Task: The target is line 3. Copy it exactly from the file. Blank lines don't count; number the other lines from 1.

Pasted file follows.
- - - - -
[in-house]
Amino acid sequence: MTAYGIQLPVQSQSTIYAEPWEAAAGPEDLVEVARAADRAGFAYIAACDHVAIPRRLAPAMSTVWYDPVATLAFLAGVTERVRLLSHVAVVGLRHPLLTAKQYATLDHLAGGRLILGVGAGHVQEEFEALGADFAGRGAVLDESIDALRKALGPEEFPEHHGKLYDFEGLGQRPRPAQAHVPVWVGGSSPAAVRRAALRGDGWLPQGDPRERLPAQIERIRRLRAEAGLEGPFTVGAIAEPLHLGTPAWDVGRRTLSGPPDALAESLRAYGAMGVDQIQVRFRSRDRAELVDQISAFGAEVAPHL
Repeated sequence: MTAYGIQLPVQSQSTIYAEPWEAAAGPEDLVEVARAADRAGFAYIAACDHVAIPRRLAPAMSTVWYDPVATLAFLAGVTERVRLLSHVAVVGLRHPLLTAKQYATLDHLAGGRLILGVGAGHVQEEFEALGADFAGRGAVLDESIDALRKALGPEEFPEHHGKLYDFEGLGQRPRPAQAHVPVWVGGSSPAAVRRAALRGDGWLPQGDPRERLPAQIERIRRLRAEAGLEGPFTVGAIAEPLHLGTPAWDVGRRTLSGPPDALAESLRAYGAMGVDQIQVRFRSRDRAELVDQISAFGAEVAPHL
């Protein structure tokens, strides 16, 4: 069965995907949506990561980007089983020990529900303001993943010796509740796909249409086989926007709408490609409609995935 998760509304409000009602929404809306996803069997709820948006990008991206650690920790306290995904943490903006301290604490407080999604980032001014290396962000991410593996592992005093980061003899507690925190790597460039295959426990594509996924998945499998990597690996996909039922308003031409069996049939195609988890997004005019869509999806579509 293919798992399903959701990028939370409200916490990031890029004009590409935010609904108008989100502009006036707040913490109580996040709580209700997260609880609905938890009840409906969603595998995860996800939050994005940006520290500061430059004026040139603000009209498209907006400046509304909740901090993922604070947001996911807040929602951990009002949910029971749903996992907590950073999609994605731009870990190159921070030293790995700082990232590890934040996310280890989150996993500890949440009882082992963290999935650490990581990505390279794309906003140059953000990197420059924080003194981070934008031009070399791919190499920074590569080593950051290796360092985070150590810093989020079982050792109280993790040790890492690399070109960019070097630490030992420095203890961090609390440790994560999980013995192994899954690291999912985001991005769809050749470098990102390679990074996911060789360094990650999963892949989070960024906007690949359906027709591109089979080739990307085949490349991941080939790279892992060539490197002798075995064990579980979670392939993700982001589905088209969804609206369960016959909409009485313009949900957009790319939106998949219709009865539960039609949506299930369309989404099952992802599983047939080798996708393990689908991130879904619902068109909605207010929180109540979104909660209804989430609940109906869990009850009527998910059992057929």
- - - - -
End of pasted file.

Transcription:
Repeated sequence: MTAYGIQLPVQSQSTIYAEPWEAAAGPEDLVEVARAADRAGFAYIAACDHVAIPRRLAPAMSTVWYDPVATLAFLAGVTERVRLLSHVAVVGLRHPLLTAKQYATLDHLAGGRLILGVGAGHVQEEFEALGADFAGRGAVLDESIDALRKALGPEEFPEHHGKLYDFEGLGQRPRPAQAHVPVWVGGSSPAAVRRAALRGDGWLPQGDPRERLPAQIERIRRLRAEAGLEGPFTVGAIAEPLHLGTPAWDVGRRTLSGPPDALAESLRAYGAMGVDQIQVRFRSRDRAELVDQISAFGAEVAPHL